For low poly creation I used Quad Draw function.

I recommend this tutorial to look how retopology with Quad Draw works.

For retopology, I collected references of models that were made for animation. Especially references for the face.

It’s important that your topology repeats the shape of your high poly model, this will guarantee that everything go well during the bake.
After my retopology is done, I started unwrapping the character.

It is important always try to hide the UV seams as much as possible so that it doesn’t appear somewhere on the character later.



If you are going to add a pattern to clothes in texturing stage, try to align the UV on the borders as much as possible

It’s guaranteed that there won’t be visible seams after texturing.


Before baking, I added gradients in Zbrush with polypaint.

After baking, you can put them in Substance and use it with different modes (like multiply for example)
It looks nicer than procedural gradients in Substance Painter and you have more control when doing your gradients by hand.


Also, I used Zbrush to fill my vines with different solid colors and different stuff that I want to mask separately in Substance Painter later. It helps to mask all the objects with the same Color ID with the Color Selection feature.


I used Marmoset for baking

Baking in a Marmoset is more appropriate for me than in Substance Painter because you can set up a cage size and edit small mistakes, as well you can manually break everything into different groups.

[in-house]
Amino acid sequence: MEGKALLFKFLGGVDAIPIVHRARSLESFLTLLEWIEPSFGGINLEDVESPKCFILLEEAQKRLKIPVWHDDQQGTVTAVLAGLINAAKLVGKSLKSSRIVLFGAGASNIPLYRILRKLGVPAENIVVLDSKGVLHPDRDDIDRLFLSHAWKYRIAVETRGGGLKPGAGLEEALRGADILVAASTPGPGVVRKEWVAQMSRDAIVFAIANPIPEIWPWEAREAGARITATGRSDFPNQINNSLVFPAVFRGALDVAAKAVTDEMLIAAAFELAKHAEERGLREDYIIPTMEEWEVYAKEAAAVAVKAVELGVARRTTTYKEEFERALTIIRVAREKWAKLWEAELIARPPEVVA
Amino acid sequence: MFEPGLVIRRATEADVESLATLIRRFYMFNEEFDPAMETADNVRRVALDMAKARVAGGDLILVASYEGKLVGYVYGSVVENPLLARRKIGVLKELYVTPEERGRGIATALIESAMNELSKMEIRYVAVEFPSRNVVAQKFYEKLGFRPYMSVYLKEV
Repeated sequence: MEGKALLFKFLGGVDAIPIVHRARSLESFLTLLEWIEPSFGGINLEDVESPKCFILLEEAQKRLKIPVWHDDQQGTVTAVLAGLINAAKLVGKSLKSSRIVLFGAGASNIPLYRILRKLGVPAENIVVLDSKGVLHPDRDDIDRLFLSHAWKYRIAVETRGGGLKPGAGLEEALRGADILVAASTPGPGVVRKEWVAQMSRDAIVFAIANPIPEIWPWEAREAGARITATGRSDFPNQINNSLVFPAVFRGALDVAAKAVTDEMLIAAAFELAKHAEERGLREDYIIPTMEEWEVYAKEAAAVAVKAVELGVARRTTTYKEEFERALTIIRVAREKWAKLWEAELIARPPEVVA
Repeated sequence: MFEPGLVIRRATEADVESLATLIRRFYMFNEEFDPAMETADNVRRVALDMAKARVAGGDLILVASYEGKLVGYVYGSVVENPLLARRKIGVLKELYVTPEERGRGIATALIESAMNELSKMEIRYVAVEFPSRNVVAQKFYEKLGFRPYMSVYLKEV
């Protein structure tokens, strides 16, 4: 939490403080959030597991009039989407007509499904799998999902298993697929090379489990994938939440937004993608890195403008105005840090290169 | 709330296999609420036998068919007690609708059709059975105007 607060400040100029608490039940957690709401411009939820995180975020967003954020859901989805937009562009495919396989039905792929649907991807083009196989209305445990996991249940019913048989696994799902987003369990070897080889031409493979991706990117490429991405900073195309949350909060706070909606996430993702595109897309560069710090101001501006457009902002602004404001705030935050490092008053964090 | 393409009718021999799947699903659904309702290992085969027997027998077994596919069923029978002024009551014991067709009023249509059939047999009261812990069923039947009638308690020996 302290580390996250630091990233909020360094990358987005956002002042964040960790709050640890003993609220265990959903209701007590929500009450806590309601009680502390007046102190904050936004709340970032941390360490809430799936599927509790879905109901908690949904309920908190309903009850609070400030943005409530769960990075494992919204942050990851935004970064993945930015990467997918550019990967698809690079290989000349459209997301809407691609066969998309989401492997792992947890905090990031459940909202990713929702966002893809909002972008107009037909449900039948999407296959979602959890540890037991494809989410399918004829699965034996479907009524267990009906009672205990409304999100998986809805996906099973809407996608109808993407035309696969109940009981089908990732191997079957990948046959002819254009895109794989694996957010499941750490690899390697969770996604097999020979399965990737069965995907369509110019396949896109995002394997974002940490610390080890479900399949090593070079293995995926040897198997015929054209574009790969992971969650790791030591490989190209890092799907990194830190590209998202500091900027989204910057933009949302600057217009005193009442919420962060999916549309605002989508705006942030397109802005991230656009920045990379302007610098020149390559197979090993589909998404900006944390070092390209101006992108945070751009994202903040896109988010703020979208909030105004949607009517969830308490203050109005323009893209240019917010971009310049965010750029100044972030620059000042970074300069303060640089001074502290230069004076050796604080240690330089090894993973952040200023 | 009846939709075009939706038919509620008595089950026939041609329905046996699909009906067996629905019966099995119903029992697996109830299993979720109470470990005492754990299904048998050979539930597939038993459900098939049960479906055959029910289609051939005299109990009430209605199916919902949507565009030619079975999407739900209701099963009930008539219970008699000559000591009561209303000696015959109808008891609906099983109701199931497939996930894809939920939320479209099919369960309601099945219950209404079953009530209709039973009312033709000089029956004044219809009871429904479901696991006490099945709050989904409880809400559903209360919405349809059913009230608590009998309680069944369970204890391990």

And just for my opinion bakes seems to be much cleaner in Marmoset compared to Substance Painter.
After baking if you have some small issues, it’s okay to fix it in photoshop.



The texture was made in the Substance Painter
In this project, I tried to pay a lot of attention to gradients and color transitions

Usually, when 20 percent of the texture is ready, I start setting up the scene in the Marmoset where I’ll do the final renders
Usually, for stylized projects, I keep my textures pretty simple and don’t overwork them with details

Ready maps from Substance Painter.


Here is a small tutorial on how I did a flow map for hair.
This map will allow you to give a healthy shine to your hair.



When 80 percent of the texture was ready, I exported the low poly model to Zbrush and posed it with a Transpose Master plugin also on this stage I did a podium for my character.



I think the lighting in the scene is very important.

My character didn’t look decent until I spent enough time on the light setup

Unfortunately, there are no clear instructions on how to make good lighting and it is a very creative process so don’t shy to spend a lot of time on this stage, tweak the lights and shaders to get your better look.

Below is my light setup:


I borrowed the method of the black outline from my supervisor Fred, so I give a link to his tutorial:

Final Note

Don’t be shy to redo things if it doesn’t look very well, it will pay off for sure.
And also don’t forget to have fun when creating your personal project. In the end, only these matter.

Big Thanks to my supervisor Fred Arsenault and Think Tank students for the support!

Thanks to you, I was able to implement this project. Here are a few words to end with.

Thanks for reading!